For BLE scanning, Android does require permissions for location, but this application is using a Chinese branded tracking SDK and sending encrypted (within already encrypted TLS). So it's time to start reversing and instrumenting the runtime.
Well - not so easy, they used a commercial packer that encrypts their compiled bytecode and decrypts and runs it within a C++ library. I managed to bull the Dalvik out of memory using Frida, covert it to java bytecode with dex2jar then into decompiled java with jadx .
Since the developer relied on the packer to hide/obfuscate their software, it's quite easy to follow. The libraries that do the location tracking on the otherhand are obfuscated so now I'm at the stage of identifying where to hook before the encrypted blobs are sent to servers in China.
I've sunk about 8 hours into this so far. The message here is that to understand what some applications on your phone does you need to really invest time and effort. The developers increase the cost to the consumer to know what their application is doing by obfuscation, encryption and packing. It's asymmetric.
Any legit cracking tutorial?
2 projects | /r/ApksApps | 13 Feb 2023
jadx: View the generated Java code for an app. This tool tries to recreate Java code from the smali bytecode, but keep in mind that sometimes it may not work because Java -> Smali conversion is not fully backwards compatible.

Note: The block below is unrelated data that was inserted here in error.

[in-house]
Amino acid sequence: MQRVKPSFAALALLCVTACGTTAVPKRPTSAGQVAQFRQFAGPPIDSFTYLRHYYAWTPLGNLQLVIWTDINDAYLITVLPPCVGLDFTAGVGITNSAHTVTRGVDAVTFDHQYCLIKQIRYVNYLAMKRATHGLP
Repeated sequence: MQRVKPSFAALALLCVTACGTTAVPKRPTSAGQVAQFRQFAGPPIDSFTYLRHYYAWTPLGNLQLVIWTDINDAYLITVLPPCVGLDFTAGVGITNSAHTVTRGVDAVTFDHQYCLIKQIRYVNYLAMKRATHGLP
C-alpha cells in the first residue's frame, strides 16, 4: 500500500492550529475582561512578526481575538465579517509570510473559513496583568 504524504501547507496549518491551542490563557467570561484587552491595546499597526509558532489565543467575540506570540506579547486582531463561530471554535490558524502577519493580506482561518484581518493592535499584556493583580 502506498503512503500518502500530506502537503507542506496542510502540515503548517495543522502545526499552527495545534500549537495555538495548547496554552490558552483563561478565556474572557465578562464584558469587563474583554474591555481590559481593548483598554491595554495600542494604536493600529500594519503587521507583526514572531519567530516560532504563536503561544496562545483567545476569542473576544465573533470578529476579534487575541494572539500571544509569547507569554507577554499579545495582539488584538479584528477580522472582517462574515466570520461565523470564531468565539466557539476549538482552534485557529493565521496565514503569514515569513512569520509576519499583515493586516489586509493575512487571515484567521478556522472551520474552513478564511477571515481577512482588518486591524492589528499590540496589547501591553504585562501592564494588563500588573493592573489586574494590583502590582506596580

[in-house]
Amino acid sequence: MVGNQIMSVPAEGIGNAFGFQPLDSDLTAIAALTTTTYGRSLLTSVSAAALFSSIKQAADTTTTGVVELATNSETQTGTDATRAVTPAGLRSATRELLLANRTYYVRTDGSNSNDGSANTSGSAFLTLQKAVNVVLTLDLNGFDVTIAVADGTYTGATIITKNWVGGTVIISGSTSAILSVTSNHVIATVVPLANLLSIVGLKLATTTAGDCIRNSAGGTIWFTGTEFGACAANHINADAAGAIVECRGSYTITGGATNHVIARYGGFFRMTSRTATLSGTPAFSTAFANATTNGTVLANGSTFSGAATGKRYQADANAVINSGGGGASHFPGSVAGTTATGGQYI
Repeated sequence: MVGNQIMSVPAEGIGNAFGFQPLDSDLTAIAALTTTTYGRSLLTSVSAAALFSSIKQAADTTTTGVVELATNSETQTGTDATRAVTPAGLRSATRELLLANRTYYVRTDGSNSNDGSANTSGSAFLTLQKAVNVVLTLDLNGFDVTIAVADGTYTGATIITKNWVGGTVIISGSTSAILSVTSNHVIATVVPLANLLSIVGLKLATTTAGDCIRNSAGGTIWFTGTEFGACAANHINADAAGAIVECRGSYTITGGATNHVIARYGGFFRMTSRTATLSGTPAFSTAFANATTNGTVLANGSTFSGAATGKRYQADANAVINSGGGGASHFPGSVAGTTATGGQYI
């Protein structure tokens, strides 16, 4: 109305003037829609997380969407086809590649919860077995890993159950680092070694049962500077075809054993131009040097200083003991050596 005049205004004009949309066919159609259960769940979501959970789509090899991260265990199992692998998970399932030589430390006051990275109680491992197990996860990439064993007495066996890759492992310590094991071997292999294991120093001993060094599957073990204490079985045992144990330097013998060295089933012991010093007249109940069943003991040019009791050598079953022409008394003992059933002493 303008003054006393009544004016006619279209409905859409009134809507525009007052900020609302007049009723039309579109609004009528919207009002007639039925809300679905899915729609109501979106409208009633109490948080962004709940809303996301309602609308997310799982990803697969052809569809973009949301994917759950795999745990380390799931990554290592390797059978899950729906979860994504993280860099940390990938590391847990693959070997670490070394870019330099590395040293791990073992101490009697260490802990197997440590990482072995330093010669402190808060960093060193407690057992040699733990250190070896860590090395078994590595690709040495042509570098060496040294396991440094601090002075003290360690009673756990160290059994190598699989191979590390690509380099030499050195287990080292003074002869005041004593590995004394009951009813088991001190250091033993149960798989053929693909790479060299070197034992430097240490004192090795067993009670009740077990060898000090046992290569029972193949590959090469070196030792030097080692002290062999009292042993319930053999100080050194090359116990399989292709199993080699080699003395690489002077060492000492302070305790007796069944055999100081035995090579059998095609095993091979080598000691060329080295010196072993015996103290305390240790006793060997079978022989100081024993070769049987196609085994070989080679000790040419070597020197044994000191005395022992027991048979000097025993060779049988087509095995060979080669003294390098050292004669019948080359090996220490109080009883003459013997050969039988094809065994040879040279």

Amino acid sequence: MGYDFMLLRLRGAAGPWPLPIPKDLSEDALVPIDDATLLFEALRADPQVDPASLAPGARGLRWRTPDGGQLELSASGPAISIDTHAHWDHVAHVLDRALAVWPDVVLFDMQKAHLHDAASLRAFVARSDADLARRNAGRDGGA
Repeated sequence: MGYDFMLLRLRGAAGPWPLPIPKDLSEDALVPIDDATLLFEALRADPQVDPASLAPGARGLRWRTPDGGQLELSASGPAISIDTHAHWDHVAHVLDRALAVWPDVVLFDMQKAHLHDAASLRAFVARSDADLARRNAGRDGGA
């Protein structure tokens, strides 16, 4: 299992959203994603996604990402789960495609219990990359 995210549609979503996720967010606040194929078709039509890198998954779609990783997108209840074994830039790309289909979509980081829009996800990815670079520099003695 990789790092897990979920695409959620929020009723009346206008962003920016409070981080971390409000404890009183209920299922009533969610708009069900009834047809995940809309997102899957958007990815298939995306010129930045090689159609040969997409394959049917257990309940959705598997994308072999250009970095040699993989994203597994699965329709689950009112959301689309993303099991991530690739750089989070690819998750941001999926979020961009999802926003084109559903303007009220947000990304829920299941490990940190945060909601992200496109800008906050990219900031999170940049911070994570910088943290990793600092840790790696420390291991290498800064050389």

Apk.sh is a Bash script that makes reverse engineering Android apps easier
9 projects | news.ycombinator.com | 17 Dec 2022
If you haven't tried Jadx , give it a shot. It's by far the easiest way to reverse Android APKs. I doesn't do patching or reassembly, but I used it for reversing the Delong'hi APK for longshot  and the quality of output was fantastic.
Is Jetpack Compose ready for production development?
12 projects | dev.to | 9 Nov 2022
I've also been doing some sleuthing myself — I want to figure out if there are other companies out there using Jetpack Compose. To do that I downloaded the apk binaries from Spotify, TikTok, Uber Eats, WhatsApp, Reddit and decompile them with jadx.
Consortium led by Smartfin acquires cybersecurity software provider Hex-Rays
9 projects | news.ycombinator.com | 18 Oct 2022
> I'd like to be able to do very basic audits of how programs work and precisely what they're doing, and also modify their behavior in simple ways (change hardcoded servers, change program execution flow, disable or enable certain functionality). Reverse engineering with basic modifications.
The listed books should help with that! I think Practical Malware Analysis really is a good start, even for that. When looking at malware you also try to find important functionality and the book teaches you how to get there quickly.
> I'd also like to have a go at modifying firmware of embedded devices, eg a car head unit with a stupid splash screen on startup that I'd like to disable.
There are probably forums for that, where you can find some info. There's also a nostarch book on car hacking (https://nostarch.com/carhacking) and for embedded (https://nostarch.com/hardwarehacking). I haven't read either, but it might be worth to check out some reviews for it. Maybe they're good and can help you achieve your goals.